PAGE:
Cloud9 - TSM renew their rivalry via CS:GO final at DreamHack Valencia | PCGamesN

Cloud9 - TSM renew their rivalry via CS:GO final at DreamHack Valencia

C9 and TSM handshake line at Valencia

There were two big, familiar stories at DreamHack Valencia’s FACEIT 2015 Counter-Strike: Global Offensive tournament. First, it was once again a clash of North America vs. Europe. But it was also another battle between two of North America’s biggest eSports organizations: Cloud9 and Team SoloMid as their Counter-Strike squads brought the classic rivalry roaring back to life even as it has flagged in League of Legends.

And once again, Cloud9 and North America came up short.

Cloud9 is starting to become the quintessential “bridesmaid” team in CS. They’ve been finalists in numerous tournaments lately, but the title has eluded them each time. This weekend, it looked like they would finally break the curse.

A tremendous duel against Fnatic (another team that has recently denied C9) culminated in a nail-biting double overtime on Train that was probably the emotional high-point of the tournament. Cloud9 eked out a narrow victory with patient, positional play that Fnatic could not manage to crack.

But C9’s finals opponent was Team SoloMid’s Danish Counter-Strike team, who had rallied against Na’Vi with two back-to-back dominating performances on Train and Dust 2. TSM have had a great 2015 so far, and in the final, they just outclassed Cloud9.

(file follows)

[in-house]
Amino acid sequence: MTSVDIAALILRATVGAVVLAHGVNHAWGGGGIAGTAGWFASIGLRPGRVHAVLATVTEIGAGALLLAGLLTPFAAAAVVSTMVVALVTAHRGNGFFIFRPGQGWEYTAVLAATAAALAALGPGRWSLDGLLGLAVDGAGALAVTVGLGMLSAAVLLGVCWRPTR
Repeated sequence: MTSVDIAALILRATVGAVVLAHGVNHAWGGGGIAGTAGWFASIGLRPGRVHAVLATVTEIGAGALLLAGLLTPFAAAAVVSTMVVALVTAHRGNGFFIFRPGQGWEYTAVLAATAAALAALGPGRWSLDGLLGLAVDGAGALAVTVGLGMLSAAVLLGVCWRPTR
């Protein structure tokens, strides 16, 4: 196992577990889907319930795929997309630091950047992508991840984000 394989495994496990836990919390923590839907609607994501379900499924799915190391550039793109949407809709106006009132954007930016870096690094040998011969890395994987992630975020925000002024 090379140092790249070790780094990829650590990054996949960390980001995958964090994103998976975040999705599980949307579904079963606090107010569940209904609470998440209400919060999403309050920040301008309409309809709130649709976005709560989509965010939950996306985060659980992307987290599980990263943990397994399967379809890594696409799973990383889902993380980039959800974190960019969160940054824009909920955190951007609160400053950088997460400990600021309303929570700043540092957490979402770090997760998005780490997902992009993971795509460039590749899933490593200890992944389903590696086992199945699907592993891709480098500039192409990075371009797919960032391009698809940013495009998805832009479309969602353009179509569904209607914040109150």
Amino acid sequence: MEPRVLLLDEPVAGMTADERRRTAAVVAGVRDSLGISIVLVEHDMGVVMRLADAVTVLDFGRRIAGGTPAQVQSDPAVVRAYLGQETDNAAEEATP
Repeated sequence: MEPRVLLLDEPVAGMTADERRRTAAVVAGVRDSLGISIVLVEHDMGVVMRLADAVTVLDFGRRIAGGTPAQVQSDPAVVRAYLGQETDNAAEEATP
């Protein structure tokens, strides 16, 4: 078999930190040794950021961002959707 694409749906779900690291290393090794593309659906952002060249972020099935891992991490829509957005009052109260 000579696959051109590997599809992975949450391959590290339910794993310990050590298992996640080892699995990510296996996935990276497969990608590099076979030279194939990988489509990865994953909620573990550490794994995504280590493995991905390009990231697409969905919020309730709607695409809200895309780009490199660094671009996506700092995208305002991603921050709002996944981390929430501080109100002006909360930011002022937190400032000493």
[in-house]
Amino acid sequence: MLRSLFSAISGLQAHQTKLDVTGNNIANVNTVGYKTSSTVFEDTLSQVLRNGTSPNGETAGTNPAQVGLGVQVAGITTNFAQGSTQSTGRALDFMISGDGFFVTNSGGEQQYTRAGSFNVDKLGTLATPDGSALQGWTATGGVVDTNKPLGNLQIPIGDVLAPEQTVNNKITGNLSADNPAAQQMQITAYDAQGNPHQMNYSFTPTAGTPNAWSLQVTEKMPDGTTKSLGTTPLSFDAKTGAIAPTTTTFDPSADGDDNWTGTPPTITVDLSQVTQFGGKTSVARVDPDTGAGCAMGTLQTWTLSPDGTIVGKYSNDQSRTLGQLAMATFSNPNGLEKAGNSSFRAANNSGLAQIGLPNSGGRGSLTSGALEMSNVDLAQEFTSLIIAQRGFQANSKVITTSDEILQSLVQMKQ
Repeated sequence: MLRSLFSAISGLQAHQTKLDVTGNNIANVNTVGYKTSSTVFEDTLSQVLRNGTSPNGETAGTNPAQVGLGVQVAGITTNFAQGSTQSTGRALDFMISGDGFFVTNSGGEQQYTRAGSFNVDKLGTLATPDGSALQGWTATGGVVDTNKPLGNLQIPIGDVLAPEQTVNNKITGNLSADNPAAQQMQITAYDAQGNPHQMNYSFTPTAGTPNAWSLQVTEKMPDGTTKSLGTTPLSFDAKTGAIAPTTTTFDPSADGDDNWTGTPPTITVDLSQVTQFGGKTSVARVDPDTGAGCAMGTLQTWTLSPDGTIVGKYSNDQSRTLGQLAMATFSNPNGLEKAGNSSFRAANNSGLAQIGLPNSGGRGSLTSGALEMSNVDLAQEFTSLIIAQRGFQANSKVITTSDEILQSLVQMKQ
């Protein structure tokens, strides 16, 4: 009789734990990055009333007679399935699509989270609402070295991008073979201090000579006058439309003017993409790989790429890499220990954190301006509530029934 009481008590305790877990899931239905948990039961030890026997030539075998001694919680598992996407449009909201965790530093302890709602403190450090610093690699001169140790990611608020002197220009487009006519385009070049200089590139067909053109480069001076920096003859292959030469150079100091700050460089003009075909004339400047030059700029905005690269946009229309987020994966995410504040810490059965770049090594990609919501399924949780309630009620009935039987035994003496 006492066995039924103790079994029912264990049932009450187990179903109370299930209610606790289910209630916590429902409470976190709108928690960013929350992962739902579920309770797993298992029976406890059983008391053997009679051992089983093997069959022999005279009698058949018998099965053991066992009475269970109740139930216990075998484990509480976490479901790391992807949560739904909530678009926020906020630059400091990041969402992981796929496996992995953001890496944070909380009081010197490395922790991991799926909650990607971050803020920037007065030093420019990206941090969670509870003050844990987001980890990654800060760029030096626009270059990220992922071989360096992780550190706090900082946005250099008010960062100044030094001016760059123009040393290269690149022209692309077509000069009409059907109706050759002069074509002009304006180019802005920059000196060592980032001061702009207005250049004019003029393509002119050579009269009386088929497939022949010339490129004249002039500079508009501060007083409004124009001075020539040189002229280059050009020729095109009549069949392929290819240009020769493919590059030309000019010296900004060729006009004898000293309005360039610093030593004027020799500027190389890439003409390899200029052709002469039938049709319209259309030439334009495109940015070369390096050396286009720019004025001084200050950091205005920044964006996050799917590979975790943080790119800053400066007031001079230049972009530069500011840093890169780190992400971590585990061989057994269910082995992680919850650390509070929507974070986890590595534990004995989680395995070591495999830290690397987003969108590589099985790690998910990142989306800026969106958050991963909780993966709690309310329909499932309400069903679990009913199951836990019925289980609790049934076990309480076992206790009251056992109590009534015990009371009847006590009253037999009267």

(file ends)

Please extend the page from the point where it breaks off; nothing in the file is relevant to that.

Not that Cloud9 didn’t put up a hell of a fight. TSM held a narrow lead on cache for several rounds before finally jumping ahead 14-8. With only one more game to give up before they were on match-point, Cloud9 managed a heroic rally to bring the series to 15-14, aided by some astonishing plays from Michael “shroud” Grzesiek, whose stand in round 26 was one of the greatest single moments of the tournament.

But TSM held on to win the map and then just stomped Cloud9 on Mirage 16-2, earning themselves a $40,000 grand prize and denying Cloud9 yet again, who can’t quite seem to get the finals monkey off their back.

Still C9 are markedly improving, and pressing their European rivals harder at every tournament. Their revenge against Fnatic was sweet, and despite a disastrous second map, gave TSM some real scares in the final. The most worrying thing about C9 in these last couple weeks is that, for all their talent, they seem to find ways to lose. At some point, that kind of pattern becomes a mental problem, not a mechanical one.

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